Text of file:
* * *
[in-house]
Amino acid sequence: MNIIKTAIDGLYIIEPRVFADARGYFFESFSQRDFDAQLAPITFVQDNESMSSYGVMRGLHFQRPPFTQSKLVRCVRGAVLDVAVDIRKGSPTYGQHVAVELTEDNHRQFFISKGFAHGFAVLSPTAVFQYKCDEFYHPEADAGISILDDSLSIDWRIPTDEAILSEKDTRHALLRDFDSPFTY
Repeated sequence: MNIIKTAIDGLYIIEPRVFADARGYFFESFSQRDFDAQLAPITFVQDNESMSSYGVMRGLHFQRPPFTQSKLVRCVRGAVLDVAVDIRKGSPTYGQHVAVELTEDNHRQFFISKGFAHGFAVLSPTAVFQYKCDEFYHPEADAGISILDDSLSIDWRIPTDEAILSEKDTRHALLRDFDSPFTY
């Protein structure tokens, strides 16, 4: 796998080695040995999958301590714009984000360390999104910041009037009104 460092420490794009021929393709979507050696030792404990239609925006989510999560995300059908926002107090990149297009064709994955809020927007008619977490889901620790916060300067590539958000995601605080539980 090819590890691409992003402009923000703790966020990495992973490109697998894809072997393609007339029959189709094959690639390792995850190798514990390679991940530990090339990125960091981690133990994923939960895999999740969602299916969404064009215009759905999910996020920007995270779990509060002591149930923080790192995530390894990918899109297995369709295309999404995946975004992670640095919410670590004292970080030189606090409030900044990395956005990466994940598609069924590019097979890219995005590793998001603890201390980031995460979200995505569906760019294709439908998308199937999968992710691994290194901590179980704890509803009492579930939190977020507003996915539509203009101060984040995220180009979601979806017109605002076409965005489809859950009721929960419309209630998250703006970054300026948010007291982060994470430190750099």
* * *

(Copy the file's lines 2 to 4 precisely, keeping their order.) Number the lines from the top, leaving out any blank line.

Amino acid sequence: MNIIKTAIDGLYIIEPRVFADARGYFFESFSQRDFDAQLAPITFVQDNESMSSYGVMRGLHFQRPPFTQSKLVRCVRGAVLDVAVDIRKGSPTYGQHVAVELTEDNHRQFFISKGFAHGFAVLSPTAVFQYKCDEFYHPEADAGISILDDSLSIDWRIPTDEAILSEKDTRHALLRDFDSPFTY
Repeated sequence: MNIIKTAIDGLYIIEPRVFADARGYFFESFSQRDFDAQLAPITFVQDNESMSSYGVMRGLHFQRPPFTQSKLVRCVRGAVLDVAVDIRKGSPTYGQHVAVELTEDNHRQFFISKGFAHGFAVLSPTAVFQYKCDEFYHPEADAGISILDDSLSIDWRIPTDEAILSEKDTRHALLRDFDSPFTY
């Protein structure tokens, strides 16, 4: 796998080695040995999958301590714009984000360390999104910041009037009104 460092420490794009021929393709979507050696030792404990239609925006989510999560995300059908926002107090990149297009064709994955809020927007008619977490889901620790916060300067590539958000995601605080539980 090819590890691409992003402009923000703790966020990495992973490109697998894809072997393609007339029959189709094959690639390792995850190798514990390679991940530990090339990125960091981690133990994923939960895999999740969602299916969404064009215009759905999910996020920007995270779990509060002591149930923080790192995530390894990918899109297995369709295309999404995946975004992670640095919410670590004292970080030189606090409030900044990395956005990466994940598609069924590019097979890219995005590793998001603890201390980031995460979200995505569906760019294709439908998308199937999968992710691994290194901590179980704890509803009492579930939190977020507003996915539509203009101060984040995220180009979601979806017109605002076409965005489809859950009721929960419309209630998250703006970054300026948010007291982060994470430190750099």